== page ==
It was tidal. At high tide, when the incoming sea in the estuary reversed the current, this river road was a thousand yards across; at low tide, only three hundred. In the centre, halfway along the southern bank where the marshes formed little islands, a single gravel spit jutted out into the stream forming a promontory at low water, and becoming an island when the tide was high. It was on the top of this spit that the little crowd was standing. Opposite them, on the northern bank, lay the place, now deserted, that bore the name of Londinos.

Londinos. Even now, in the dawning light, the shape of the ancient place could be seen clearly across the water: two low gravel hills with levelled tops rising side by side about eighty feet above the waterfront. Between the two hills ran a little brook. To the left, on the western flank, a larger stream descended to a broad inlet that interrupted the northern bank.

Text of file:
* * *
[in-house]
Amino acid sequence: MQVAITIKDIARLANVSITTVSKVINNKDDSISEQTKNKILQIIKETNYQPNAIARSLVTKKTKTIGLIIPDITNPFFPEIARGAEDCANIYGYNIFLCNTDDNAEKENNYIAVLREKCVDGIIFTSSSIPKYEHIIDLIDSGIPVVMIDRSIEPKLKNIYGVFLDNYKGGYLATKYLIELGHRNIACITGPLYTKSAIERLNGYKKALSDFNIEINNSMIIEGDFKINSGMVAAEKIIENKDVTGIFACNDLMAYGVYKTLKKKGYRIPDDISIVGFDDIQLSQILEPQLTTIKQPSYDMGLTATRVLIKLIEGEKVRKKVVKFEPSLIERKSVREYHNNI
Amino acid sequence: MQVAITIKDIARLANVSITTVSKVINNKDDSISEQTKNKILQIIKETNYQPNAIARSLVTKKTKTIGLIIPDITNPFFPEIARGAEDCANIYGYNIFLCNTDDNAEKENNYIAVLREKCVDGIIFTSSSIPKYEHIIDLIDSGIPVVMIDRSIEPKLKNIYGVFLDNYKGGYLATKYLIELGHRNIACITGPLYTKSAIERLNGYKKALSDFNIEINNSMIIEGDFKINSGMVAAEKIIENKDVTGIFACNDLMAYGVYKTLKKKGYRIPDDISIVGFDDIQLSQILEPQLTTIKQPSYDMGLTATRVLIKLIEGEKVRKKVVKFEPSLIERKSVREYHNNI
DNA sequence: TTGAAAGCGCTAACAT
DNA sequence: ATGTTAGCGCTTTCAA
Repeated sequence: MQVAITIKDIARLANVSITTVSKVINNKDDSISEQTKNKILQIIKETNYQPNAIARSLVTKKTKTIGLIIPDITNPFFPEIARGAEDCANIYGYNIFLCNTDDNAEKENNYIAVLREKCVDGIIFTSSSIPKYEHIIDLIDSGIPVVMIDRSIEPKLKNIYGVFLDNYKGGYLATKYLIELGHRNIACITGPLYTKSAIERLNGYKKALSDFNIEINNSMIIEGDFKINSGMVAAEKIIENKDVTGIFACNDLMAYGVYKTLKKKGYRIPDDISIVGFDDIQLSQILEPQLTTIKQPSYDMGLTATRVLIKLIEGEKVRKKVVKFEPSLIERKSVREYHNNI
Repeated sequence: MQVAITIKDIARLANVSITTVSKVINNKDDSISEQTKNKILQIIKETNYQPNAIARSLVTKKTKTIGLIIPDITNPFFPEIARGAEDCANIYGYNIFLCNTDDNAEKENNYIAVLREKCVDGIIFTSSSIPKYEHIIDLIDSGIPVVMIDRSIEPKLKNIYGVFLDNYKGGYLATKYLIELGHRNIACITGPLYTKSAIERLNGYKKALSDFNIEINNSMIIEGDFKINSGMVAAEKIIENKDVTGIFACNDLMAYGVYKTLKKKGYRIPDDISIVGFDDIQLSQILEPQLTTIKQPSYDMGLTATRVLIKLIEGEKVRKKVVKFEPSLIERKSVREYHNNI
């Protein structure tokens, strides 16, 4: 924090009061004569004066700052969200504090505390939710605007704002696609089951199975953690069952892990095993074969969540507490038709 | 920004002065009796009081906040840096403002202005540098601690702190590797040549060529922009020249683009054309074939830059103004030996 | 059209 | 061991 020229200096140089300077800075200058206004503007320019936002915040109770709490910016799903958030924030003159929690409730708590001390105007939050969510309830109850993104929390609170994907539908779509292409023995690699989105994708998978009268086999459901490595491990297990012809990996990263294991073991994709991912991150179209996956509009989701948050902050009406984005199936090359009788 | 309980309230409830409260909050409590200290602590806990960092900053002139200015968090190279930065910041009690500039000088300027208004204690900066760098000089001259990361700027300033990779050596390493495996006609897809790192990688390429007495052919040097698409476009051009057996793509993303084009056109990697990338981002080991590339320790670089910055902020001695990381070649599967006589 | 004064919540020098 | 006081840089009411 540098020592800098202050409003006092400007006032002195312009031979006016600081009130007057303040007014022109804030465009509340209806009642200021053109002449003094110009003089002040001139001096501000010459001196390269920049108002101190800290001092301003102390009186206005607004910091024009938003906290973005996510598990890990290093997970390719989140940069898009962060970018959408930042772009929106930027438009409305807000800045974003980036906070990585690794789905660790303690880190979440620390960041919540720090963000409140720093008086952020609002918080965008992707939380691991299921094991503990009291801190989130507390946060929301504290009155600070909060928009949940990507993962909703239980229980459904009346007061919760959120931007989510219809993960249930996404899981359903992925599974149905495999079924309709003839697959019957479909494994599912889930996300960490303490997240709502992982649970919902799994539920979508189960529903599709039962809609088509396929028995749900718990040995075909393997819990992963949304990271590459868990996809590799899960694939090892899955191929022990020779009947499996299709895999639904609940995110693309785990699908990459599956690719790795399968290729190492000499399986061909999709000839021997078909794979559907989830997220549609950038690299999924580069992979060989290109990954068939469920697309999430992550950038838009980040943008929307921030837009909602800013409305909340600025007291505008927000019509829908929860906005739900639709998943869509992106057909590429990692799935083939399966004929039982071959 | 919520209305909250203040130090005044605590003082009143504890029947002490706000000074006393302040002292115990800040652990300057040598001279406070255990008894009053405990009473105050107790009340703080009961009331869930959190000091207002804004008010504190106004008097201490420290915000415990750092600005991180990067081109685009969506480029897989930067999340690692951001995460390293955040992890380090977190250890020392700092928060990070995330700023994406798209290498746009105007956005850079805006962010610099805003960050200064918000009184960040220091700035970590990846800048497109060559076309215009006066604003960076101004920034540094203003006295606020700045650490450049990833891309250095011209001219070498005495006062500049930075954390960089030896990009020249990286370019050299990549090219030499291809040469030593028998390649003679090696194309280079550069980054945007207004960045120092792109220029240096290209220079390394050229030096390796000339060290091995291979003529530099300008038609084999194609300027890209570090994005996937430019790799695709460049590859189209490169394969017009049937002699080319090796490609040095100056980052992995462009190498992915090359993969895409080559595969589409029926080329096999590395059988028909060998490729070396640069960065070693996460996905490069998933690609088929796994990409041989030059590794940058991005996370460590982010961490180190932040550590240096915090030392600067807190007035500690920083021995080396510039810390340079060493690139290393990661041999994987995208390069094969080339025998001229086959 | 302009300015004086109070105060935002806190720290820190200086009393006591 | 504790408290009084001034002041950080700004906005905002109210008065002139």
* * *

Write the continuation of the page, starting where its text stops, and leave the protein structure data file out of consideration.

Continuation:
On the eastern side of the two hills, there had once been a small hillfort whose low earthwork wall, now empty, could serve as a lookout post for vessels approaching from the estuary. The western hill was sometimes used by the druids when they sacrificed oxen.

And the was all there was. An abandoned settlement. A sacred spot. The tribal centres were to the north and south. The tribes over whom the great chief Cassivelaunus was master lived in the huge eastern tracts above the estuary. The tribe of Cantii, in the long peninsula south of the estuary, had already given that region the name of Kent. The river was a border between them, Londinos a sort of no-man's-land.

The very name was obscure. Some said that a man called Londinos had lived there; others suggested that it might refer to the little earthwork on the eastern hill. But nobody knew. Somehow, in the last thousand years, the place had got the name.

The cold breeze was coming up the river from the estuary. There was a faint, sharp smell of mud and riverweed. Above, the bright morning star was beginning to fade as the clear sky turned to a paler blue.

The boy shivered. He had been standing an hour and he was cold. Like most of the folk there, he wore a simple woolen tunic that reached to the knees and was fastened at the waist with a leather belt. Beside him stood his mother holding a baby, and his sister little Branwen, whom he held by the hand. For it was his task at such times to keep her in order.